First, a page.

The War on Women

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McCulloch
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The War on Women

Post #1

Post by McCulloch »

In the seven years from 2000 to 2006, 2,697 American soldiers were killed by hostile forces, mostly in Iraq and Afghanistan. Another 726 died there accidentally in "non-hostile" incidents. At home, 611 American law enforcement officers were feloniously killed in the line of duty, including 72 in the terrorist attacks of September 11, 2001. Another 554 officers died on the job from traffic accidents, heart attacks, accidental shootings, suicide and other non-hostile incidents.
So, in those seven years, the total number of front-line military and law enforcement deaths was 4,588.
We pay tribute to these fallen men and women, often with national television, newspaper and magazine coverage.
There is another war - largely over looked but even more deadly - with far more victims killed by hostiles. But these dead are not labeled heroes, nor are they honoured in the national media or in formal ceremonies. From time to time, they may attract a spate of publicity as the result of a high profile trial or an inquest that will likely conclude that society let them down once again and recommend changes to prevent future deaths, though these recommendations will be mostly ignored. This is the War on Women.
Compare the raw numbers. In the same seven year period when 4,588 U.S. soldiers and police officers were killed by hostiles or by accident, more than 8,000 women, nearly twice as many, were shot, stabbed, strangled or beaten to death by the intimate males in their lives.
In the United States, it's conservatively estimated that in addition to the 1,200 to 1,300 women killed each year by intimate partners, another 5.3 million, age 18 and older are victims of non-lethal domestic abuse.
Based on those numbers, the violence costs the country more than $5.8 billion annually.
Wars usually produce large numbers of refugees and the War on Women has its own refugee camps, in the form of 2,500 or so shelters for battered women and their children across North America. In the United States, more than 300,000 women and children seek safety in shelters each year.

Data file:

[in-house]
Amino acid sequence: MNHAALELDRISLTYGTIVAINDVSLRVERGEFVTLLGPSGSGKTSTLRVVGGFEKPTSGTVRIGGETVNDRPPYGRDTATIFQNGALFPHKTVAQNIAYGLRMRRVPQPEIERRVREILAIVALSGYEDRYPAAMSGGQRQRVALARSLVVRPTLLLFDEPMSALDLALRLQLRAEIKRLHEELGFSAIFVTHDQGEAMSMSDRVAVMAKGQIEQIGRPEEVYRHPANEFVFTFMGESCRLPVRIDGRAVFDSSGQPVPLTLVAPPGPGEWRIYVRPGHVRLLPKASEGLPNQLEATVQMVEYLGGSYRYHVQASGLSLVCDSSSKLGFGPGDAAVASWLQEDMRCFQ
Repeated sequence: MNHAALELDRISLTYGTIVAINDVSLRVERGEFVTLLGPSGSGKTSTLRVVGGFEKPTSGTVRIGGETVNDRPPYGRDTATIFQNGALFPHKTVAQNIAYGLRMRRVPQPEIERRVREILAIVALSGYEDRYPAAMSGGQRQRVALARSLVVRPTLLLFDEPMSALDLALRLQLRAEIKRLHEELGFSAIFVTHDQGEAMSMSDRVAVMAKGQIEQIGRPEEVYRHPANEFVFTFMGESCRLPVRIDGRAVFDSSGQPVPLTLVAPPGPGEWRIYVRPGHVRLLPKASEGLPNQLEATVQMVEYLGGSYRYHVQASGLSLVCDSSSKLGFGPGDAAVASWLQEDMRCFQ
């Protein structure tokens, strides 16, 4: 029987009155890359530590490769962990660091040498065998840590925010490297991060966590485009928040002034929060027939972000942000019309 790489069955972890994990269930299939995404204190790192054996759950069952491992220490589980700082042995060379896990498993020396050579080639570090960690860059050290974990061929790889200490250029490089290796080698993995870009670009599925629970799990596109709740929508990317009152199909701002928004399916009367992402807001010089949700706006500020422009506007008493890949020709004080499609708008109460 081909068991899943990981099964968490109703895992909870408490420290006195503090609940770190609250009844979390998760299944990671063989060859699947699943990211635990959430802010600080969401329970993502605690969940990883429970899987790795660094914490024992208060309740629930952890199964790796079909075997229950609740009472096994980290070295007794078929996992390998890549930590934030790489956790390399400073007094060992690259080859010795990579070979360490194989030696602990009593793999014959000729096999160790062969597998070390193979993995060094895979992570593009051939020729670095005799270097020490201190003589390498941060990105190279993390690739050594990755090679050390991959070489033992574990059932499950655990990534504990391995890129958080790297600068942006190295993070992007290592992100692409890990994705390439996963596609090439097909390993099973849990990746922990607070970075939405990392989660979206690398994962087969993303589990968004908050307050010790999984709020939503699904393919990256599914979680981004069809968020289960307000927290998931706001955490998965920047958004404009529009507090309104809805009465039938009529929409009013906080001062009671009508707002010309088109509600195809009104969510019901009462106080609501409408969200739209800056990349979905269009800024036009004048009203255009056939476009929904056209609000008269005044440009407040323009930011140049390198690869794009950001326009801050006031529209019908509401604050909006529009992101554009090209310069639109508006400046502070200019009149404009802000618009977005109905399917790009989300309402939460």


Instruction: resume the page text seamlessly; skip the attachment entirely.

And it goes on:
If our governments became aware of terrorist cells that planned to kill and maim thousands of their citizens, would they not muster the full resources of the state to go after and stop them? It is an outrage that this slaughter of women should be continued in so-called progressive Western democracies, or anywhere else in the world.

From The War on Women: Elly Armour, Jane Hurshman and Criminal Violence in Canadian Homes, by Brian Vallée, Copyright © 2007. Published by Key Porter Books.

Some suggested principles:
  • Domestic violence laws must be gender specific, not gender neutral, because by a wide margin women are the ones who end up in the hospital or in the grave.
  • Domestic violence is such a breach of trust, it should be considered as serious a crime as attacking or murdering a police or corrections officer.
  • The penalty for murder of an intimate partner must be severe – 25 years without parole. Otherwise, what's to deter a batterer who sees news stories about men who kill their spouses being charged with manslaughter or second-degree murder and sentenced to five, 10, or 15 years, of which they will likely serve only a third?
  • Whenever possible, the abuser should be removed from the home – to jail or a halfway house – instead of forcing women and children to hide out in shelters.
  • An abuser confined to a halfway house would be required to wear an electronic ankle bracelet and undergo counseling until the courts were through with him.
  • A battered spouse, meanwhile, would be offered counselling and would be supplied with a form of electronic "panic button" that directly alerts police if she suddenly comes under threat.
  • A batterer breaking the terms of bail or court orders against him would be arrested on a new (and serious) breach of trust charge. Break bail, you go to jail – no second chances. Second chances have proved deadly for too many women and their children.
Recommended Legislation:
  • Create a category of crime called femicide with penalties the same as those for first-degree murder (25 years without parole).
  • Whenever there is a history of abuse and a woman is killed by her male intimate, the charge should be femicide, and the provocation defense ("she left me and I just lost it") should not be allowed.
  • Establish halfway houses for batterers so women and children aren't the ones forced to leave the home.
  • Implement legislation (with adequate funding) for universal daycare and provide women with opportunities to earn income and escape a battering spouse.
  • Provide sustained funding for shelters and second-stage (medium-term) housing, with counseling services and income support so women who flee are not forced to return to a batterer for economic reasons.
  • Restore full funding for Status of Women Canada and other women's advocacy groups.
  • In cases of domestic violence, transfer jurisdiction for restraining and protection orders from civil courts to criminal courts, with mandatory incarceration when orders are breached.
  • When restraining or protection orders are in place, make it an offense for a private investigator or other third party, aware of such orders, to find, or seek to find – on behalf of an abuser – an estranged intimate partner who is in hiding or a shelter.
  • Implement full registration and licensing of all firearms.
  • Ensure adequate long-term funding of the front-line services needed by aboriginal women to escape violence.
  • Undertake comprehensive national research on the magnitude of domestic violence in aboriginal communities.
  • Ensure the full participation of aboriginal women in the planning and implementation of the policies that directly affect their welfare.